Waiting ‘Til Next Year

Scheduling a playoff game at night in Chicago in October is like scheduling your company outdoor picnic for January 25 in Buffalo. It’s still possible to have a good time, but it’s likely to require a flask. Safe and warm at home or perhaps in some exotic location not yet eradicated by global warming, most major league baseball players can enjoy the playoffs now because they are not directly involved. While most licensed pundits bore you to tears with too much information about the teams still pursuing the World Series through rain, sleet, and snow, we will instead focus today on the squads that also ran and what their prospects might be to join the fun at the start of next year’s flu season.

 

It has been well established for some time now that the Baltimore Orioles will hit home runs. It is also old news that they play good defense. To get back into contention, it’s no secret that the Orioles will need pitchers who get people out. Right now they have Darren O’Day and Zach Britton. When they first moved to Baltimore from St. Louis, the Orioles played in a yard that was very stingy about home runs, which was very pleasing to the likes of Jim Palmer, Mike Cuellar, Dave McNally and other hurlers of note. The current staff more closely resembles the old Browns of the late forties and early fifties such as Cliff Fannin and Karl Drews. Buck Showalter and the brain trust can look to the Colorado Rockies for inspiration in finding young pitchers that can handle a hitter friendly yard.

One of the great mysteries in baseball today is this: what the hell kind of team are they trying to build in that other Chicago organization, the White Sox? They are kind of the Oakland of the Midwest. Hey, we found a good player, who wants him? 2005 seems like decades ago to followers of the Pale Hose.

Detroit has disassembled the team that got to the World Series five years ago and now the venerable Miguel Cabrera, whose tremendous strength and stamina may finally be fading, is left to see how long it will take  to get strong again. Cleveland did it relatively quickly. It’s been time for new faces for a while, and now they will appear.

The Royals of Kansas City, like voters in most elections, are stuck between a rock and a hard place. The Royals paint themselves as sort of a small market, necessarily tight fisted organization, and that strong core of everyday players such as Lorenzo Cain, Mike Moustakas and Eric Hosmer are at the stage in their careers when the free agent market or else the trade temptations are beckoning. It seems like Salvador Perez is going to last forever but, alas, no one does. What will management do? The thing that evaporated like U.S. currency in Iraq for Kansas City was the great pitching they had in 2014 and ’15. Change now or wait, like the Giants did, until it’s too late? We will start to know the answer this winter.

No one is proving that quantity over quality in pitching currently rules more than the La Habra Angels. It’s like doubling the water volume in your coffee; you keep going back for more but you’re never satisfied. It is indeed a shame that Mike Trout is wasting his prime years helping Mike Scioscia keep his job while Albert Pujols uses a golf cart to get from the dugout to the on deck circle. They teased us for a while this summer but Ricky Nolasco is the ace? Please.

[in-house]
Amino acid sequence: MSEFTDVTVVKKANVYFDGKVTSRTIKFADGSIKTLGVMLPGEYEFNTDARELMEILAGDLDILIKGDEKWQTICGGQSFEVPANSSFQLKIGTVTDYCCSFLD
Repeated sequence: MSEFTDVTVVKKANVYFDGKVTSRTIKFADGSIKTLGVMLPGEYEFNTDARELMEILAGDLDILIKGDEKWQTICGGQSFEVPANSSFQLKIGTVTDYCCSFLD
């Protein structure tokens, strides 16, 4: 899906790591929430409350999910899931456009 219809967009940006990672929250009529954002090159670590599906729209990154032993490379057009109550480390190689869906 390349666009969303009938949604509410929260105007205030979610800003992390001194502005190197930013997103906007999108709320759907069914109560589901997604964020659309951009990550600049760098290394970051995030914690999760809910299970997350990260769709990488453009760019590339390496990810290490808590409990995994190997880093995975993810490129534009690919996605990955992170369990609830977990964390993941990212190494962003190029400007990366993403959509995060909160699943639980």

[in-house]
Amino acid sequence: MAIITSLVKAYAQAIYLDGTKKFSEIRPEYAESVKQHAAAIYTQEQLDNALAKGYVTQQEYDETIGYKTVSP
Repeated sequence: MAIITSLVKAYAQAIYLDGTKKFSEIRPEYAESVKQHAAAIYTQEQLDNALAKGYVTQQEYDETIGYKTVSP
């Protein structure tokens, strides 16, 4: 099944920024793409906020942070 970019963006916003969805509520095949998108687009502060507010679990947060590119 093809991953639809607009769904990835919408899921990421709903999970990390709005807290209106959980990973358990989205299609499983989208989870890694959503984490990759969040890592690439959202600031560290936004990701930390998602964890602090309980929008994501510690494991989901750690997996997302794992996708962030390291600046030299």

The P.T. Barnum of baseball, Billy Beane, wants to be taken seriously when he tells the patient fans in Oakland that a plan is in place to have a pennant contending team by the time the new baseball facility is built. He also has it on good authority that the new yard will be somewhere in Oakland. The Las Vegas (howdy, Raiders!) odds on a stadium being ready in Oakland before 2027 are currently 800-1.

It proves that yours truly is a bad judge of talent when the Seattle Mariners look good to me every Spring and then, well, the season starts. For a few years they didn’t hit. Now they hit but so do the other guys. Has it all passed King Felix by? Maybe if I give up on them they’ll do well. They still have Kyle Seager, Nelson Cruz, and Robinson Cano. Plus, it’s a great town to visit.

There are many fine ballplayers on the roster of the Tampa Bay Rays. You don’t know who any of them are, but you should. Florida will soon be under water again so perhaps the Rays should move to a nice Midwestern place like Indianapolis and call themselves the Raylettes. Only a near genius like Joe Maddon could steer a turf team with an average attendance of 894 at home and on the road to a World Series.

Remember the Texas Rangers? Wasn’t that long ago that they were the scourge of the American League. They don’t have the curse of Josh Hamilton anymore, so what happened? They sent 46 boxcars of prime beef to Japan for Yu Darvish and apparently forgot about everything else. Or is it the curse of W, always threatening to be in a luxury box? I don’t think we’ll be worrying about the Rangers for a while, and too bad for a genuine Hall of Fame guy, Adrian Beltre.

Another recent powerhouse that suddenly got its outhouse overturned is Toronto. This is another team cursed by turf, which contributes to the rapid aging of stars who have to play on it. I don’t think we’ll be seeing them much in October for a while either. Of course, not too long ago I said that about the Yankees.

Next time out we will review the teams in the National League who also ran. In the meantime, let’s continue to hope and pray that Winter stays away a bit longer. Enjoy your flasks.

 

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